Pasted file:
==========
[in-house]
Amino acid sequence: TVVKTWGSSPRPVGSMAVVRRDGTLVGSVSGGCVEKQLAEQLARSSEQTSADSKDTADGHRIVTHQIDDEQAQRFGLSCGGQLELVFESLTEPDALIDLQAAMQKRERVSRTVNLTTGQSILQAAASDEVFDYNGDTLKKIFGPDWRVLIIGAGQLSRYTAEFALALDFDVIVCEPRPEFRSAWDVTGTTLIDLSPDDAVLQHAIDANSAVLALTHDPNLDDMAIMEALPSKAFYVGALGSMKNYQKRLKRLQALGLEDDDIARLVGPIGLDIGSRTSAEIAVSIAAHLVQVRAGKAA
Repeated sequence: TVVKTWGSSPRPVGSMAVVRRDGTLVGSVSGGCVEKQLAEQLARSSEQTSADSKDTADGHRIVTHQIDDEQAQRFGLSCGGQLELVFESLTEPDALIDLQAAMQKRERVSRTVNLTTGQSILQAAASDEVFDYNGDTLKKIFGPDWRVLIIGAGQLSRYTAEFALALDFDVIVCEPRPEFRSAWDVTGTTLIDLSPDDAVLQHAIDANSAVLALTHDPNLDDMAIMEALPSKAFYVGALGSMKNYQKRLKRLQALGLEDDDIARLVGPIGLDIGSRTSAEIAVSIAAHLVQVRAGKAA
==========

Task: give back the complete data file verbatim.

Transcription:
[in-house]
Amino acid sequence: TVVKTWGSSPRPVGSMAVVRRDGTLVGSVSGGCVEKQLAEQLARSSEQTSADSKDTADGHRIVTHQIDDEQAQRFGLSCGGQLELVFESLTEPDALIDLQAAMQKRERVSRTVNLTTGQSILQAAASDEVFDYNGDTLKKIFGPDWRVLIIGAGQLSRYTAEFALALDFDVIVCEPRPEFRSAWDVTGTTLIDLSPDDAVLQHAIDANSAVLALTHDPNLDDMAIMEALPSKAFYVGALGSMKNYQKRLKRLQALGLEDDDIARLVGPIGLDIGSRTSAEIAVSIAAHLVQVRAGKAA
Repeated sequence: TVVKTWGSSPRPVGSMAVVRRDGTLVGSVSGGCVEKQLAEQLARSSEQTSADSKDTADGHRIVTHQIDDEQAQRFGLSCGGQLELVFESLTEPDALIDLQAAMQKRERVSRTVNLTTGQSILQAAASDEVFDYNGDTLKKIFGPDWRVLIIGAGQLSRYTAEFALALDFDVIVCEPRPEFRSAWDVTGTTLIDLSPDDAVLQHAIDANSAVLALTHDPNLDDMAIMEALPSKAFYVGALGSMKNYQKRLKRLQALGLEDDDIARLVGPIGLDIGSRTSAEIAVSIAAHLVQVRAGKAA